Rwanda national parks are natural wildlife reserves and protected ecosystems, located within the borders of Rwanda in the heart of East Africa. These protected conservation areas include Volcanoes National Park (also known as Pac National Des Vulcans) in the north, eastern based Akagera National Park, Nyungwe Forest National park in the south and the recent addition Gishwati-Mukura National park situated in north – west.
Each of the national park in Rwanda harbors exclusive wildlife, ranging from the endangered mountain gorillas to a profusion of wildlife in Akagera national park and massive population of primates in Nyungwe and Gishwati-Mukura national parks. Below is a complete list of national parks in Rwanda.
Nyungwe Forest National Park
Nyungwe Forest National Park is located in the southwestern region of Rwanda, near the D.R. Congo and Burundi borders to the west and south respectively. It is undeniably the biggest Afro-montane forest in the east and central Africa and a highly ranked conservation forest in the continent spanning an area of 970 sq.km. Nyungwe Forest park is located in the south west of Rwanda, in Rusizi district, barely 225kms from Kigali city, a distance that takes only 4-5 hours of non-stop drive. Nyungwe forest receives total of 2000mm of rainfall annually, making it the country’s biggest water catchment area.
Nyungwe was originally established by the German colonial Government as a forest reserve in 1903 but it was later consumed by wild fires, poaching and massive deforestation. Later in the 1980s, restoration of Colobus monkeys in the park resumed which also resurrected the overall conservation works. In 2005, it was officially declared a fully fledged national park.
Nyungwe national park is home for over 13 primate species including the rare chimpanzees, L’Hoest monkeys, and the acrobatic Ruwenzori colobus among others, making it a renowned “primate capital of Rwanda”. Apart from the primates, Nyungwe also shelters over 1,050 unique species of plants, 250 of these are endemic to the albertine rift while the other 200 are orchids. over 120 butterfly species are inhabited here as well as 38 reptiles, 32 amphibians, 85 mammals and up to 310 species of birds.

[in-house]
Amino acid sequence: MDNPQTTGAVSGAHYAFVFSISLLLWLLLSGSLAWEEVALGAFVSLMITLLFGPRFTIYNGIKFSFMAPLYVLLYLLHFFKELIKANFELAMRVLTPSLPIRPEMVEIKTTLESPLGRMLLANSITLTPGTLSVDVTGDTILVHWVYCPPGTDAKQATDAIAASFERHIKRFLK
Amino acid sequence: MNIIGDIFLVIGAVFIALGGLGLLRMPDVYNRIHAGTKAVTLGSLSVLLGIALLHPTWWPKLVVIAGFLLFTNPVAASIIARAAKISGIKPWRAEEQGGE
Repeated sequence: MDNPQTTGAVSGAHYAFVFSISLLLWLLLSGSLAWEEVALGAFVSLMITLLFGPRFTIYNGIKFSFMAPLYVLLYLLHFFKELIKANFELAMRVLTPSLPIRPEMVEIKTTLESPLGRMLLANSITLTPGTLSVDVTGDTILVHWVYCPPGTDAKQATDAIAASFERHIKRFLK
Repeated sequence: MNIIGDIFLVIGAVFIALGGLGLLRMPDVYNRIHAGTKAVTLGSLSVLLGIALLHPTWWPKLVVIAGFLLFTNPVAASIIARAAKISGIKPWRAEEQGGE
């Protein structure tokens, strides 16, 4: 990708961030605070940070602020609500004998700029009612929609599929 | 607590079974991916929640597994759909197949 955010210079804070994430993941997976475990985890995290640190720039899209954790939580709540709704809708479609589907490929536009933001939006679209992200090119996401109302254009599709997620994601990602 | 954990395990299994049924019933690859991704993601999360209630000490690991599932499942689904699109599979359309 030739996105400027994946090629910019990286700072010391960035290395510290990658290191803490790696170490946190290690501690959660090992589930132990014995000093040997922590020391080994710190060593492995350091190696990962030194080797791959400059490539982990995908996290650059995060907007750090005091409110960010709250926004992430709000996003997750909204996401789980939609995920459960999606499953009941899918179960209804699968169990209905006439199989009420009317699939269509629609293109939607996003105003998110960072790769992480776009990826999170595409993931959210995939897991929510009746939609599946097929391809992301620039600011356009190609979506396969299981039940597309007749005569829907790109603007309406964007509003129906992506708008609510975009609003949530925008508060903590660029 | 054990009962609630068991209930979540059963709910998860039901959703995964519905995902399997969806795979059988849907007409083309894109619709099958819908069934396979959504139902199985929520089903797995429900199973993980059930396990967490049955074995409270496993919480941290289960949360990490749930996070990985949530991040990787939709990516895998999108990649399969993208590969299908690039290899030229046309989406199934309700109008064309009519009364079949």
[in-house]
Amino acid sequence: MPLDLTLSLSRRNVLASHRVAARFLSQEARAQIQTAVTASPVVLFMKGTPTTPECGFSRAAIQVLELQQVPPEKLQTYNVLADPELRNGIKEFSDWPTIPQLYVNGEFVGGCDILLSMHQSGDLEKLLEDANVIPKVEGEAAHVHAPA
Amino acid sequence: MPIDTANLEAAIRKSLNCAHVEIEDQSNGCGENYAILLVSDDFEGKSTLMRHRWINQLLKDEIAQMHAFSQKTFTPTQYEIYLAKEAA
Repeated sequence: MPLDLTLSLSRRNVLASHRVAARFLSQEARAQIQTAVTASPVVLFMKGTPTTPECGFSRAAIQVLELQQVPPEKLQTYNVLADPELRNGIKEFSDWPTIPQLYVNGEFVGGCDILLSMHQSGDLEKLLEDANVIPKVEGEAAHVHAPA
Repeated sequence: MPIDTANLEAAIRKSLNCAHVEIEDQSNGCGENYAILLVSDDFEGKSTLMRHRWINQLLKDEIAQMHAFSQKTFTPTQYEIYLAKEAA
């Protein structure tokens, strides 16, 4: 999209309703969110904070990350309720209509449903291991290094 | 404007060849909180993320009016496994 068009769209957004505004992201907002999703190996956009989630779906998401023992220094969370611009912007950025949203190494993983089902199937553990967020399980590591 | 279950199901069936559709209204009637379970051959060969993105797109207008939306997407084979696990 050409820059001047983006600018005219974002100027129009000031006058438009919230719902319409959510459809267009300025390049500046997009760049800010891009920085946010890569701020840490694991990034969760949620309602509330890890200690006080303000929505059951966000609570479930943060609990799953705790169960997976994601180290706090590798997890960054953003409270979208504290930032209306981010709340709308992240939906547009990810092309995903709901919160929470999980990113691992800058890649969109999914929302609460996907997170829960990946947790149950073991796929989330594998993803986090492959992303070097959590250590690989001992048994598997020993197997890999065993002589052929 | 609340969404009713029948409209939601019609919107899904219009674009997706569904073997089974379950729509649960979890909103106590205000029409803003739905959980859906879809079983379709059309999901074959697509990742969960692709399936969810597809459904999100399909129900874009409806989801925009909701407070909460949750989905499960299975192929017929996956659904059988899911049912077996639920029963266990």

Gishwati Mukura National Park
Gishwati-Mukura National Park is located in Ngororero and Rutsiro districts in North-west side of Rwanda and it is the latest addition to Rwanda’s portfolio of national parks. This park was operationalised with effect from 1st/Feb/2016 increasing the number of national parks in Rwanda to four, including Volcanoes, Nyungwe and Akagera National parks.
Gishwati – Mukura national park was formed earlier in 2015 after Mukura Forest Reserve (1,988 hectares) was merged with Gishwati Forest Reserve (1,440 hectares), thus the name; Gishwati-Mukura National Park. By the time of its creation, the park was spanning up to 250,000 hectares though it depleted to barely 28,000 hectares in 1994 after the horrible genocide mainly due to uncontrolled human occupancy, illegal cultivation and deforestation, mining and lumbering, poaching, etc.
Gishwati-Mukura national park is a bio-diverse conservation area, with a considerable population of mammals, abundant flora, bird life and profusion of primates including eastern chimps, L’Hoests’ monkeys, blue monkeys and colobus monkeys and mammals include serval cats, duikers, River Hogs, and southern tree hyrax.
Gshwati-Mukura is a permanent home for abundant flora, up to 60 different species call this park home, including Giant tree ferns, bamboo, carapa grandiflora, and the local hard wood. The abundant lush vegetation provides comforatble shelter for bird life, and species such as the mountain yellow warblers, woodhoopes old world warblers and over 14 Albertine rift endemics luke the red-throated alethe and Rwenzori Turaco, etc.
Volcanoes National Park (Pac National des Volcans).
Volcanoes National Park is one of Africa’s famous and oldest conservation areas first established in 1925 together with Congo’s Virunga National park as one huge conservation area. These were created primarily to protect the critically endangered mountain gorillas that were at the verge of extinction.
But nevertheless, Volcanoes National Park remains one of the tiniest conservation areas in Rwanda and the only destination where the rare mountain gorillas can be trekked and the most populous of all parks in Rwanda.
Volcanoes National park is also blessed with vast ecosystem which has supported the presence of forest mammals, abundant bird life, primate species and lush vegetation. On its periphery is a profusion of amazing culture and traditional entertainment presented by various cultural groups but most famously the Ibyiwachu cultural village which brings live the unique Rwanda cultural dances, songs, stories, cuisine and so much more.
Akagera National Park
Akagera national park is situated along the Eastern boarder with Tanzania and spans River Akagera from where it derives its name. It is one of the oldest parks in Rwanda, gazetted in 1934 after Volcanoes National park to protect the endangered mammal species, including Rhinos, elephants, giraffes, and cats such as lions and leopards.
Akagera National park spans a total area of 1122 Sq.km and it encompasses wetlands, Montane and plain savannah habitats, rendering it a preferred hub for verdant flora and fauna species.
This park has pleasant attractions which have sourced visitors from all over the world, ranging from a variety of mammals, primates that can be spotted on any Akagera wildlife safari. From the cheerful blue monkeys, olive balloons, vevert monkeys and to the bush babies, jackals, leopards viewed on a night drive, Akagera offers extraordinary wild game views that no any other park in Rwanda can match.